But is it worth a week of coverage?

FERRECHIO: Well, she's back double digits. And so part of the reason there's been a week of coverage is that she's doubling down. People are asking questions about a big campaign mistake, the image of the wheelchair. There's a way she could have made that argument without the campaign ad looking the way it did.

So she double downed, violating a cardinal rule in the campaign, which is don't go back and remind people of the mistake you just made and I think that's what she did. I think they felt they had a great point here. They wanted to portray her opponent, Greg Abbott, as a hypocrite and someone that the voters can't trust.

But instead it just turned all the negativity on her. She's back so far anyway it's a Hail Mary pass.

KURTZ: So when Wendy Davis goes on MSNBC and repeats the same talking points, is she daring the media to keep coverage it? She must be -- knows she's keeping it alive.

CUSACK: Yes, because she knows that the media is going to continue to hound it. If you apologize and say maybe we went too far, the story goes away. And in this situation, I think that the claims -- and I agree with Susan, in the last 25 seconds of that ad could have been made, but you need to be a little more subtle than the first five seconds of that ad.

KURTZ: Too much national media focus on these gaffes like, you know, Charlie Crist, the Florida governor's race, insisting on using a fan and Governor Rick Scott refusing to come out for a debate and -- I mean, we love this stuff.

CUSACK: Right. But Jon Stewart also loved it and I think that fanned the flames. And I think that was such an unusual --


CUSACK: -- so to speak, exactly.

KURTZ: All right. Let me get to our scores for who won the media week.

Susan, why don't you go first.

FERRECHIO: Well, first of all, the Democrats can't seem to get a win lately. Has a lot to do with the president. This week I think the nation was looking for leadership from the president on Ebola. And we saw conflicting headlines. On the one hand you see the president saying, look, public don't give into the hysteria on Ebola. On the other hand, he's leaking these stories to The New York Times about him seething behind the scenes about the ineffectiveness of his own administration.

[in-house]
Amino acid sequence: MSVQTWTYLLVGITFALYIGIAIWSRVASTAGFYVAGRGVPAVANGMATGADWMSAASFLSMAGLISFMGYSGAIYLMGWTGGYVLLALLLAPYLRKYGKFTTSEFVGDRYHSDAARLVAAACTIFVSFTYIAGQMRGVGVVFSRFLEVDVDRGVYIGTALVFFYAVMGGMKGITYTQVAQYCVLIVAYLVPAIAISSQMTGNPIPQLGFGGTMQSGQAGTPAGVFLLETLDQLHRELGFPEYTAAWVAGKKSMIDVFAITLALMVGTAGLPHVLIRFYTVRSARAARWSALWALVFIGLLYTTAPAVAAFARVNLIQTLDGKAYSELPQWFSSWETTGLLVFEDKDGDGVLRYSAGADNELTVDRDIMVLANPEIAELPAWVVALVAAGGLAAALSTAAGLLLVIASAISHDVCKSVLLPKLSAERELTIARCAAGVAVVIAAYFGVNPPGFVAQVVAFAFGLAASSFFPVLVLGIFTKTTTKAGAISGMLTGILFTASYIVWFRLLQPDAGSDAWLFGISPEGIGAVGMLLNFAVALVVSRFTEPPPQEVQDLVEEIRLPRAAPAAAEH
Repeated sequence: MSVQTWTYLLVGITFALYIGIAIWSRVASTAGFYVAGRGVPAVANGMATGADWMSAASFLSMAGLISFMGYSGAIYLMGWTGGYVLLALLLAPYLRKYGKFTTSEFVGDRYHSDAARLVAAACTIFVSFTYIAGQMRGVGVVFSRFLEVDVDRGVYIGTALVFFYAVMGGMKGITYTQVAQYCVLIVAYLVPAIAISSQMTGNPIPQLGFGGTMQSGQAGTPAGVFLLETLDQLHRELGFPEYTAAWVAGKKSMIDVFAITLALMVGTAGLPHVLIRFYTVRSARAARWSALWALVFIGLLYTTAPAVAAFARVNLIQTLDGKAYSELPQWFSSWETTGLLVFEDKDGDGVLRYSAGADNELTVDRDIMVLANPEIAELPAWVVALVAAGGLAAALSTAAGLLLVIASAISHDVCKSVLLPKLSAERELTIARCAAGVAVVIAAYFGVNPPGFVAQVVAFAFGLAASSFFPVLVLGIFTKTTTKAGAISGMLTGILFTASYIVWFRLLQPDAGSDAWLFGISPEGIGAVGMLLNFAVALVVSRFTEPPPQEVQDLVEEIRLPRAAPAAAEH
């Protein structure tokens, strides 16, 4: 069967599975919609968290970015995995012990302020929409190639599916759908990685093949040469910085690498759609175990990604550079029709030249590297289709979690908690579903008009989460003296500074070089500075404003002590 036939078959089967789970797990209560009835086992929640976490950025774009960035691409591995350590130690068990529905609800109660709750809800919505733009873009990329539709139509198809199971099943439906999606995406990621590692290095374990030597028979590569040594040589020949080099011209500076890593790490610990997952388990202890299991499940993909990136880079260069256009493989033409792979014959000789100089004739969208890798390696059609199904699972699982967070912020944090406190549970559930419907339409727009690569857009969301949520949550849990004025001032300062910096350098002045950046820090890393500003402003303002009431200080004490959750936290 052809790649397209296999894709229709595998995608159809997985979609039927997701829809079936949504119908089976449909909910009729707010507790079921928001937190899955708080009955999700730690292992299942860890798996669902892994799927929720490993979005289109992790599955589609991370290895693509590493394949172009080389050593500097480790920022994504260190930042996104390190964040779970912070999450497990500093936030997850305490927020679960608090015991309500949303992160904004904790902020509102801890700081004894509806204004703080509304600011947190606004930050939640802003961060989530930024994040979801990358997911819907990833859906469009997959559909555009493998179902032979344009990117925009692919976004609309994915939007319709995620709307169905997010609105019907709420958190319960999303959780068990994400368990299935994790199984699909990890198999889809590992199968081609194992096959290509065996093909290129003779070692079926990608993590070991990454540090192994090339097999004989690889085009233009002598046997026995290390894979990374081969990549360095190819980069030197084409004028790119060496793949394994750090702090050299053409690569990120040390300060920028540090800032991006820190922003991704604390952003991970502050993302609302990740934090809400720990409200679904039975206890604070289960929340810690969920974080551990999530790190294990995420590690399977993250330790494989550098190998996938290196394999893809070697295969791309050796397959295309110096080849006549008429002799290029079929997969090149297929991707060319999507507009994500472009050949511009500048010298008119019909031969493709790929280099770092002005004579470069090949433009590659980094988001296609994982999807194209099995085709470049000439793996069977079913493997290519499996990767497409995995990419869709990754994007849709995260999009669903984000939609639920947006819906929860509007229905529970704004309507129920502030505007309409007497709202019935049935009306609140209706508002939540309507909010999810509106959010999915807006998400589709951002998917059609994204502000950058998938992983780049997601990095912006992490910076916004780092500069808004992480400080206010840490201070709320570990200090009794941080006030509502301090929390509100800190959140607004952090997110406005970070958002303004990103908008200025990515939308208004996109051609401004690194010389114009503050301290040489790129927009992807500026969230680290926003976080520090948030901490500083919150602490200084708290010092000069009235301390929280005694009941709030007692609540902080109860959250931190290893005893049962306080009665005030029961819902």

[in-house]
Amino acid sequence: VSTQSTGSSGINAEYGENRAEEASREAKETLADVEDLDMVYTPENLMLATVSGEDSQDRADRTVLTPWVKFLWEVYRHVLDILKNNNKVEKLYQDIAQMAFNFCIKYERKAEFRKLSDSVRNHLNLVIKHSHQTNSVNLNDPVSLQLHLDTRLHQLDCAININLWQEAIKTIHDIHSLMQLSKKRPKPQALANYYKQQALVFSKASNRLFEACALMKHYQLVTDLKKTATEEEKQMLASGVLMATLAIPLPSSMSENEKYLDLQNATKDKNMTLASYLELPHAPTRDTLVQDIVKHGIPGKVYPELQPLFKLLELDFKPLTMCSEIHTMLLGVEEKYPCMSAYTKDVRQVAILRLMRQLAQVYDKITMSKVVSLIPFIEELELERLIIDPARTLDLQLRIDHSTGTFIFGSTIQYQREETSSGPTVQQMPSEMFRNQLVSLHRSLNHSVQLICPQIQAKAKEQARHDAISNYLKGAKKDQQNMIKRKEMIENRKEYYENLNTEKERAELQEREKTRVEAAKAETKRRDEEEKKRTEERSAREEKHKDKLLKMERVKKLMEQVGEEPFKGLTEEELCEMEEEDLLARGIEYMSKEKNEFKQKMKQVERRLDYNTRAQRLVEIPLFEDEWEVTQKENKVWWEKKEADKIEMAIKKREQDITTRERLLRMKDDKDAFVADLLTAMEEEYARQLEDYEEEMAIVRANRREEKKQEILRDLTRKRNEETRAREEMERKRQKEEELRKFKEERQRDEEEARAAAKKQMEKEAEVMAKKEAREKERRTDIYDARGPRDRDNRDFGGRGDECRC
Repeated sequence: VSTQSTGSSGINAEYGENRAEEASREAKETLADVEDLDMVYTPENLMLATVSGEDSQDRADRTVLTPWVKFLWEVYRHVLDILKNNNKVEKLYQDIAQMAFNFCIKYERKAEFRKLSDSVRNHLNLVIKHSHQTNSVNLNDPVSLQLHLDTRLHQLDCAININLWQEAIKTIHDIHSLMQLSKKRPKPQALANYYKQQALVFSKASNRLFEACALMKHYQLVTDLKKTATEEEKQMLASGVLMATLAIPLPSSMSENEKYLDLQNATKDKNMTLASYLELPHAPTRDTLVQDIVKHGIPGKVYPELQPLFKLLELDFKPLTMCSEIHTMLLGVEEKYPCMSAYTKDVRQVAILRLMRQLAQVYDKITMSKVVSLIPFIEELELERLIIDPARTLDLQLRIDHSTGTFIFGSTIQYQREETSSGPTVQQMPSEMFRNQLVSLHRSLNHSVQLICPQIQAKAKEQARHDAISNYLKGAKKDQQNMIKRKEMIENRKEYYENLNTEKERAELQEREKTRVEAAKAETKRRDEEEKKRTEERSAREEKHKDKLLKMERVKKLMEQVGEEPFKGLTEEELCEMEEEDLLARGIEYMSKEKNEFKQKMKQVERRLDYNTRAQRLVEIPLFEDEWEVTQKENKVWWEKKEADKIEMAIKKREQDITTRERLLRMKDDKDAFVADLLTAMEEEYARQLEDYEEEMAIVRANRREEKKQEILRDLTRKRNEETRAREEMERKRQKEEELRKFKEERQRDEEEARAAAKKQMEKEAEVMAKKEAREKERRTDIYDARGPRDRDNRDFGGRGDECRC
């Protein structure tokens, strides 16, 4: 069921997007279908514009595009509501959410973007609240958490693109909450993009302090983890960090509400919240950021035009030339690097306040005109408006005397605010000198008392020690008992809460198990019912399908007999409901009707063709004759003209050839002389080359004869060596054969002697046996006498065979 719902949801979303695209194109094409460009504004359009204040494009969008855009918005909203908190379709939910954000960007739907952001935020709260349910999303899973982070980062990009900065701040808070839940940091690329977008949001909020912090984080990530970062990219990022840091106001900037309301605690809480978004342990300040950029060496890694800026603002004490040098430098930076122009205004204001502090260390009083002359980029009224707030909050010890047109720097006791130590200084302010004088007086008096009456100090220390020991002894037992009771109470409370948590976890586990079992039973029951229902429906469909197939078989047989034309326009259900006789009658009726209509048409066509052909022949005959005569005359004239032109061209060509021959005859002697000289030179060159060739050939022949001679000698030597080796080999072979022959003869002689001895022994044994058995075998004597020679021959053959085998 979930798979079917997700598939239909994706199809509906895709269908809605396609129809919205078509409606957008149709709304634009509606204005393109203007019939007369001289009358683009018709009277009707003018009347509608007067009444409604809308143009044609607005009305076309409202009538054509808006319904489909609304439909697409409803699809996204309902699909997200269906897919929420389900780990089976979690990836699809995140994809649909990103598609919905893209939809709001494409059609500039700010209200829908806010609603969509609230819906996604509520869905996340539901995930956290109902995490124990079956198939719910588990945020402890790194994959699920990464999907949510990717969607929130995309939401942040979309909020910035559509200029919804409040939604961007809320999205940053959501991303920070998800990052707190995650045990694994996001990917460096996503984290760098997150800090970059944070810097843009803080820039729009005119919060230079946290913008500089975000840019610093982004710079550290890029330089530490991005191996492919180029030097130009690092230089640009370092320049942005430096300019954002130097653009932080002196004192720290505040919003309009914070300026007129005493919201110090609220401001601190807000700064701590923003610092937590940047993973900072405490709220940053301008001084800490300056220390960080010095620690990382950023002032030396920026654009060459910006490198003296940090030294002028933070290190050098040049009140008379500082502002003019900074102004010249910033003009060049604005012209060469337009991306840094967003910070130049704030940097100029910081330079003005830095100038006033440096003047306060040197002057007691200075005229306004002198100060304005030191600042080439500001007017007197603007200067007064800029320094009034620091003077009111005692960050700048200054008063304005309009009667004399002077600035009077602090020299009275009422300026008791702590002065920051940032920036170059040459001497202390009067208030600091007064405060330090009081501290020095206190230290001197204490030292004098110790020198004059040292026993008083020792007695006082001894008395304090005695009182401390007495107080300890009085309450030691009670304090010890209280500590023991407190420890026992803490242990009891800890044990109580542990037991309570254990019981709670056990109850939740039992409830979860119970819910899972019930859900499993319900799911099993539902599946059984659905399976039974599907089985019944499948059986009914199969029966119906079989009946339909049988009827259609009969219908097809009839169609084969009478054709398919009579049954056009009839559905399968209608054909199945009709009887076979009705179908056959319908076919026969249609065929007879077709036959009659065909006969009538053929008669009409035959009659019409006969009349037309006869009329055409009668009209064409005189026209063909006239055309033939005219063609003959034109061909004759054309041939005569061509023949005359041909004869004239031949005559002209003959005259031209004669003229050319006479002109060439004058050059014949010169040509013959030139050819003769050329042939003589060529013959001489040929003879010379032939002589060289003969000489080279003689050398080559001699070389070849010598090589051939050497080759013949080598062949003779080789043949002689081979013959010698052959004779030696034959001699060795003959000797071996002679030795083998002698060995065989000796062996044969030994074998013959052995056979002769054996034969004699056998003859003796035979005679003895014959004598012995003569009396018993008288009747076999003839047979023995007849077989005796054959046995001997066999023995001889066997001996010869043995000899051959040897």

KURTZ: (INAUDIBLE) White House officials --

FERRECHIO: -- makes him looks indecisive, which the public is already --

KURTZ: You'd give it to the Republicans?

FERRECHIO: Absolutely.


CUSACK: I'd give it to the Republicans, partly because when we had that big press conference earlier this week about the second Ebola patient, no one from the federal government there was. And that dominated the week. And then also you had polls showing Republicans doing better. The coverage of the Alison Lundergan Grimes issue and Democrats pulling out of Kentucky. Republicans won the week.

KURTZ: All right. We have unanimity. Thanks very much, Bob and Susan.

After the break, Dr. Nancy Snyderman breaks her Ebola quarantine.

Did her apology go far enough?

And Matt Lauer's interview with a nurse from that Dallas hospital who is worried about her own safety. Our video verdict is next.


KURTZ: Dr. Nancy Snyderman put herself and her NBC crew into voluntary confinement after a freelance cameraman they were working with in Liberia came down with Ebola, but then she made an embarrassing mistake, going out with a man in a car to pick up take-out food that prompted New Jersey authorities to put Snyderman and her colleagues under mandatory quarantine.

Here's how NBC's Brian Williams reported on "NBC Nightly News."


BRIAN WILLIAMS, MSNBC HOST (voice-over): And our chief medical editor, Dr. Nancy Snyderman, has been on the news herself these past few days.

We spoke with Nancy earlier today during which time she said, quote, "While under voluntary quarantine guidelines, which called for our team to avoid public contact for 21 days, members of our group violated those guidelines and understand that our quarantine is now mandatory until 21 days have passed.

"We remain healthy, and our temperatures are normal. As a health professional I know that we have no symptoms and pose no risk to the public, but I am deeply sorry for the concerns this episode caused."


KURTZ: You know what happened right there?

NBC gave Nancy Snyderman a pass because in the apology it said "members of our group." It wasn't members of our group. It was Dr. Nancy who went out with a guy to pick up the takeout food. She's a smart journalist who did a dumb thing. And you have to give her credit for leaving the friendly confines of 30 Rock and going to Liberia and taking that risk. But "Nightly News" should have reported exactly what happened. It had already been in the papers and not run a sanitized apology.